More work needs to be done by organisations to ensure they are compliant with the European Union’s General Data Protection Regulations (GDPR) which are due to come into force in May 2018. While organisations are for the most part aware of upcoming data protection obligations, levels of maturity to meet the new standards are as yet still low. On average, organizations are only complaint with 37% of the principles laid out in the GDPR. Organisations failing to comply with the GDPR after its implementation in May 2018 could face fines as high as 4% of global annual turnover.
DLA Piper’s Global Data Privacy Snapshot 2017 notes that some industries are progressing towards compliance better than others. The hospitality and banking sectors are ahead of the rest with 48% and 43% compliance respectively, while healthcare and manufacturing were at the bottom end of the scale with 34% and 35% compliance. The report didn’t reveal any correlation between size of organisation and level of compliance, neither did it show any significant variation between organizations that were regional, national or global.
Patrick Van Eecke, Partner and Global Co-Chair of DLA Piper’s Data Protection practice, said: “The responses show that many organizations still have work to do on their data protection procedures. Any organizations operating in Europe will need to see major improvements in their score by May 2018 if they are to avoid potentially heavy financial penalties under the GDPR, not to mention serious reputational damage as people become more and more aware of their rights in this area.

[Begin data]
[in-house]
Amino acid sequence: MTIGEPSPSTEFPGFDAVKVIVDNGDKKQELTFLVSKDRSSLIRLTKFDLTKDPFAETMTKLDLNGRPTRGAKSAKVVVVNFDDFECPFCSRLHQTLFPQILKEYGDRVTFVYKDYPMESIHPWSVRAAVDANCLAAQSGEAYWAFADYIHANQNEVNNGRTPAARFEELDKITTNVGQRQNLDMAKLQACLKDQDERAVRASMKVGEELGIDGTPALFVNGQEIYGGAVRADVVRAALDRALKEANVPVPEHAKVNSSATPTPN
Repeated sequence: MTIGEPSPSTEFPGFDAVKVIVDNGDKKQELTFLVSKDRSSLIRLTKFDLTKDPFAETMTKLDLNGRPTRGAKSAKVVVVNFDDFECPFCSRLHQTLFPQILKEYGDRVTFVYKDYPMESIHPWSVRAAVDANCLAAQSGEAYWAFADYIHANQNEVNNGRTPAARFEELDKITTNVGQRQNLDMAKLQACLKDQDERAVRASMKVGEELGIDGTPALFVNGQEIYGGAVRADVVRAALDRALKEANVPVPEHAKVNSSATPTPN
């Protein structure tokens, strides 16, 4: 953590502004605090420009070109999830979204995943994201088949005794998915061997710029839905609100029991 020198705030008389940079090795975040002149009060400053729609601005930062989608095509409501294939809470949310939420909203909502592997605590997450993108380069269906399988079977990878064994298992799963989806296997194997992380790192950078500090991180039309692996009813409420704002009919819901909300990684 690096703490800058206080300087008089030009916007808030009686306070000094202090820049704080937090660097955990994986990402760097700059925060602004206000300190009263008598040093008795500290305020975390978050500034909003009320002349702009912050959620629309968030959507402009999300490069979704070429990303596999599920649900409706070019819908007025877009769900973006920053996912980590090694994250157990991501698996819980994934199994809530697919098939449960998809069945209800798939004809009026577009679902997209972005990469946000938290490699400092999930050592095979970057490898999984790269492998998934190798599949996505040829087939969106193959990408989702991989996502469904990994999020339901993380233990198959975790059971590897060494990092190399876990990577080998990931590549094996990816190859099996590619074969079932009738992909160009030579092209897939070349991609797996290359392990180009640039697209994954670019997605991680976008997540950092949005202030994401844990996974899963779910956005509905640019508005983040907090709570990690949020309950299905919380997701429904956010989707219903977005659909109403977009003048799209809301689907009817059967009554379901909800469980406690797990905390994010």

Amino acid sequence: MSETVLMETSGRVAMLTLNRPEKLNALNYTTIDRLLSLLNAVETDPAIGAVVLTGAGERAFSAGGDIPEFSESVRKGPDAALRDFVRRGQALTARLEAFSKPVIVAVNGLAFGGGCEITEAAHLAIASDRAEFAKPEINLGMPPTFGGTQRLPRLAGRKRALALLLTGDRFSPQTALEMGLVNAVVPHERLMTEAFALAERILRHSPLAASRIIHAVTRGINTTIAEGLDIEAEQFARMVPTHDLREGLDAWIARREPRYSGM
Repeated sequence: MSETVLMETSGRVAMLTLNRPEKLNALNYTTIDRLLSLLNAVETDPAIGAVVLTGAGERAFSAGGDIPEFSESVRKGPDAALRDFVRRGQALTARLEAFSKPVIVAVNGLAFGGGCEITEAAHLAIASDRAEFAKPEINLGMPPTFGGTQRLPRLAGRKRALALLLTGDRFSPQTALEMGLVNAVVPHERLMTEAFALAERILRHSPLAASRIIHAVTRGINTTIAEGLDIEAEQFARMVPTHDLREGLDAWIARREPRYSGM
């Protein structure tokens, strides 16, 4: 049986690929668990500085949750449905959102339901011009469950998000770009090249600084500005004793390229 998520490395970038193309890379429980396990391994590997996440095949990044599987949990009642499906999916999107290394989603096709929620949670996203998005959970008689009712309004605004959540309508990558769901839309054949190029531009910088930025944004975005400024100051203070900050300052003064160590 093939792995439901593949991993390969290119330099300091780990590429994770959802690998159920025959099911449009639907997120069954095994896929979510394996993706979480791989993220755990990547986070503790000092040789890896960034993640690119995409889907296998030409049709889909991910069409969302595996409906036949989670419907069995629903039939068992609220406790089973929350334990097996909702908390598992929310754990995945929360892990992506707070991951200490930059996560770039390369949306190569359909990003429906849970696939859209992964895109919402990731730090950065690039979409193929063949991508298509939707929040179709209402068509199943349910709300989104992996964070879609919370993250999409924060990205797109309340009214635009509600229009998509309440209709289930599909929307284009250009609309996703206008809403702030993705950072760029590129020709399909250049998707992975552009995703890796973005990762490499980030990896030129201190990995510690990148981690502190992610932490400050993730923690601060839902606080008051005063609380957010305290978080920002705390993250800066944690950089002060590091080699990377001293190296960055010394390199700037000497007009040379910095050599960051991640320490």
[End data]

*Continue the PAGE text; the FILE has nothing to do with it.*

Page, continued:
“With more and more organizations putting data at centre stage, data protection will become an increasingly prominent issue. It is vital that organizations invest now in the strategy and processes needed to help them to meet their obligations.”
Jim Halpert, the US Co-Chair of DLA Piper’s Global Data Protection practice, said: “As privacy requirements, such as privacy by design, data portability and extensively documenting a privacy program, become more complex, compliance demands significant operational work that takes time. In this sense, the results are not surprising. However, the time step up compliance efforts is this year, not next.”
The GDPR will apply to processing carried out by organizations operating within the EU and to organisations outside the EU that offer goods or services to individuals in the EU. The UK government has confirmed that the UK’s decision to leave the EU will not affect the commencement of the GDPR.